South Whidbey Record, July 11, 2012
July 11, 2012 edition of the South Whidbey Record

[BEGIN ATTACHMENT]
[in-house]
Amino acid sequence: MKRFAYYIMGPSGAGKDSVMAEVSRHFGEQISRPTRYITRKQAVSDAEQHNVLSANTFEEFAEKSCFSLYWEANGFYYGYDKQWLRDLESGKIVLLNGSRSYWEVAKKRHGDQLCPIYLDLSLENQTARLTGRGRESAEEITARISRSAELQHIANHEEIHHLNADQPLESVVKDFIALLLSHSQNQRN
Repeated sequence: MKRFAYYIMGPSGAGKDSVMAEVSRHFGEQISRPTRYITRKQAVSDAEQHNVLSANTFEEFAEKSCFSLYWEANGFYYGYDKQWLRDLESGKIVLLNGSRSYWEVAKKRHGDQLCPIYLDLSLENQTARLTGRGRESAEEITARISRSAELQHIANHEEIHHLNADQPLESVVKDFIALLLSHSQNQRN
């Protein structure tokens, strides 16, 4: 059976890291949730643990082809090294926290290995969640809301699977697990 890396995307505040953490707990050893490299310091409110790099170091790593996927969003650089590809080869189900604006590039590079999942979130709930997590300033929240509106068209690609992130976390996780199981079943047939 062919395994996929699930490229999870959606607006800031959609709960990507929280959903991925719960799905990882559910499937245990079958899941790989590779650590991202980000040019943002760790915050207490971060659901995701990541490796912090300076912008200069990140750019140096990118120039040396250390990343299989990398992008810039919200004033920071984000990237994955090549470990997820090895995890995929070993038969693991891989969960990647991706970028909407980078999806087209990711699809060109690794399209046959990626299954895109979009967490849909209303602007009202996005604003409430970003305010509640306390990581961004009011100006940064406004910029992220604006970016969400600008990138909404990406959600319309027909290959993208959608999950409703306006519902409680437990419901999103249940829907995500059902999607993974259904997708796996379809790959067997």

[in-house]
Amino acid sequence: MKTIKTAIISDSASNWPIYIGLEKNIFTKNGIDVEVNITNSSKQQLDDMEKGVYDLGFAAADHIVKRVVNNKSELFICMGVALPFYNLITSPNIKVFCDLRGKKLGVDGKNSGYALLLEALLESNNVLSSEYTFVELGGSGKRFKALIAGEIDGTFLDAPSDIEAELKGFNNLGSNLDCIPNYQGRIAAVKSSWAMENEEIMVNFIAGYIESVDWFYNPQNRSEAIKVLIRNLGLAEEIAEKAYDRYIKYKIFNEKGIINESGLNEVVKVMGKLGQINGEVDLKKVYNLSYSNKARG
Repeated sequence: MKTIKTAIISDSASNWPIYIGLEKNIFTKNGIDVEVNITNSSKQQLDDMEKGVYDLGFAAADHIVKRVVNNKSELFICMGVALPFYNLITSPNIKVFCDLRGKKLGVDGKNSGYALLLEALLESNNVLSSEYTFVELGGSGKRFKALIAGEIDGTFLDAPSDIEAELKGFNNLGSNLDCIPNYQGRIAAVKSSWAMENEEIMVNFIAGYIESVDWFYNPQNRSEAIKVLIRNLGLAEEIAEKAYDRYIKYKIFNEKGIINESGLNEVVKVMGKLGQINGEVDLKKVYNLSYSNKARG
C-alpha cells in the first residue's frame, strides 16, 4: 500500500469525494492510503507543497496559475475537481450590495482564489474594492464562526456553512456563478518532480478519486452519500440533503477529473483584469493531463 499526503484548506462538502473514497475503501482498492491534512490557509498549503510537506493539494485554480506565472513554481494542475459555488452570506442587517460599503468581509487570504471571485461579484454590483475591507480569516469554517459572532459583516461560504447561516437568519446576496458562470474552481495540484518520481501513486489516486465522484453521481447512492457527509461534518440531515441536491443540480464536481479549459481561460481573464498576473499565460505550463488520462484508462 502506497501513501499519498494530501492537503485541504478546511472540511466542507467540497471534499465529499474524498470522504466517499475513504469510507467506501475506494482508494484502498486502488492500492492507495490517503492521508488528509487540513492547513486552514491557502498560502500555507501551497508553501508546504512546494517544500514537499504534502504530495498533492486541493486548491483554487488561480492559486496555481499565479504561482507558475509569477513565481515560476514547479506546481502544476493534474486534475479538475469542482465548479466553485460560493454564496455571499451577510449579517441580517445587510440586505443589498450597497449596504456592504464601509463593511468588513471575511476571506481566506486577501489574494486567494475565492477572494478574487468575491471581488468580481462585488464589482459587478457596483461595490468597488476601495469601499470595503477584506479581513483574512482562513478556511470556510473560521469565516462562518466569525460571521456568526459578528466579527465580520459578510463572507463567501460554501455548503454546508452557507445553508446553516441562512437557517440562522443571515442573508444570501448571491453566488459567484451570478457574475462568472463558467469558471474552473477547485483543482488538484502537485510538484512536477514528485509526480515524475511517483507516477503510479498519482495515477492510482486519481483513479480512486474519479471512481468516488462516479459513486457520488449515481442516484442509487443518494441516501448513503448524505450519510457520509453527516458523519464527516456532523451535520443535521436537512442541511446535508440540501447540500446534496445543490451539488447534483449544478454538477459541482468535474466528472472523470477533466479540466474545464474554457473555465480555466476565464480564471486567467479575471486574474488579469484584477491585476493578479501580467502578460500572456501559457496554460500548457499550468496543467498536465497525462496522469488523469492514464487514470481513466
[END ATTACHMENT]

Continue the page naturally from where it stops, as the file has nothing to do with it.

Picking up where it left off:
Record South Whidbey WEDNESDAY, JULY 11, 2012 | Vol. 88, No. 55 | www.SOUTHWHIDBEYRECORD.com | 75¢ Suspected murderer’s first court appearance ends swiftly By JUSTIN BURNETT Staff reporter A Freeland man accused of murdering his wife made a quick appearance in Island County Superior Court Monday. Robert “Al” Baker, 61, was scheduled for arraignment and a bail hearing but the proceedings were cut short when Judge Alan Hancock agreed to a request for continuance. Baker’s counsel, Coupeville attorney Craig Platt, asked to reschedule until next month. His request was in cooperation with Senior Deputy Prosecutor Eric Ohme of the Island County Prosecutor’s Office. Hancock approved the request and both the arraignment and bail hearing were rescheduled for Aug. 13. Baker is accused of slaying his wife, Kathie Baker, 53, early last month. Her body was found June 9 wrapped in a tarp in a ravine behind the couple’s Greenbank home. She had been hit in the head, possibly with a ball-peen hammer, and strangled with a ligature, according to court records. She was last seen alive on June 2. Along with owning the Harbor Pizzeria in Freeland, the couple also worked for Raytheon Corporation, a major defense contractor. Baker is a scientist and spent part of each year in Antarctica. Kathie’s boss reported to police on June 7 that he couldn’t contact her and asked for a welfare check. Baker allegedly told Island County Sheriff’s deputies that she had flown to Denver, Colo., for her job. Investigators later found See Court, A9 INSIDE: A roaring good book, Island Life, A10 Oh, what a beautiful weekend Choochokam Festival lands another success By Jim Larsen Record editor If organizers had designed a weekend perfect for Choochokam, it would have looked like last weekend in Langley. Thousands of islanders and visitors flooded the village by the sea which boasted fair skies, a bright sun that looked like a foreign object after weeks of clouds, toasty temperatures, very little wind and plenty of things to see, do and buy. A line formed early Saturday afternoon at the booth selling shaved ice in a variety of exotic flavors. “It’s excellent; over the top,” said Sue Phillips as she hurried to fill orders. Looking down from the food booths on Anthes Street, one could see the arts tents from which artists sold their wares to curious and desirous customers. And beyond that, down on the beach at low tide, a few kids scurried around the Jim Larsen / The Record Like many Choochokam-goers, Raja was dog tired by the end of the day Saturday, so owner Chelsea Jensen had to carry him to her car. “He’s been with other dogs and in the sun all day,” she explained. muddy flats or waded in the waves, while one older couple stood and hugged waist deep in the frigid water, enjoying a world unto themselves. But the real action was downtown, where a vari- ety of bands on the main stage on First Street and at the Useless Bay Coffee Company kept musical notes flying through the air. Drumming could be heard See Weekend, A11 Choochokam band dispute plays out on YouTube clip By Jim Larsen Record editor Choochokam organizers were figuratively high-fiving one another for pulling off one of the most successful events in recent years and then, YouTube struck. The popular Internet site where anyone can post a video for all the world to see suddenly was showing something called “Stiffed at Choochokam,” and a local dispute over nonpayment to a band became a sensation, at least by Whidbey Island standards. By Tuesday morning the video had attracted 894 “views,” along with dozens of comments, some siding with Choochokam organizers and others with the band. A noisy dispute arose Sunday evening when the band in question, the New Iberian Zydeco Blues Band, finished playing, bringing Langley’s annual Choochokam Arts Festival weekend to a close. Trouble was, the band didn’t play all original tunes as called for in its contract. Of some 20 songs played before a throng of dancing and toe-tapping onlookers, three were “covers,” or songs owned by someone else. Because the band had been warned after playing its first cover, and then went on to play two more, Choochokam organizers refused to pay the $600 called for in the contract. A couple of band members exploded in anger, expletives were uttered, threats were made, the cops were called, and local resident Mary Jane Miller videotaped it, later posting it as “Stiffed at Choochokam.” The street dance is visible in the video, but by the time the arguing erupted it was dark, so the video mostly consists of voices. Sherry Jennings, co-director of Choochokam, said the band made “a really bad decision.” Large companies See Band, A6 photo by Jiillian Larsen Islanders and visitors alike enjoy the sounds of the Saturday night street dance at Choochokam. Only later did the atmosphere sour in a dispute over paying the New Iberian Zydeco Blues Band.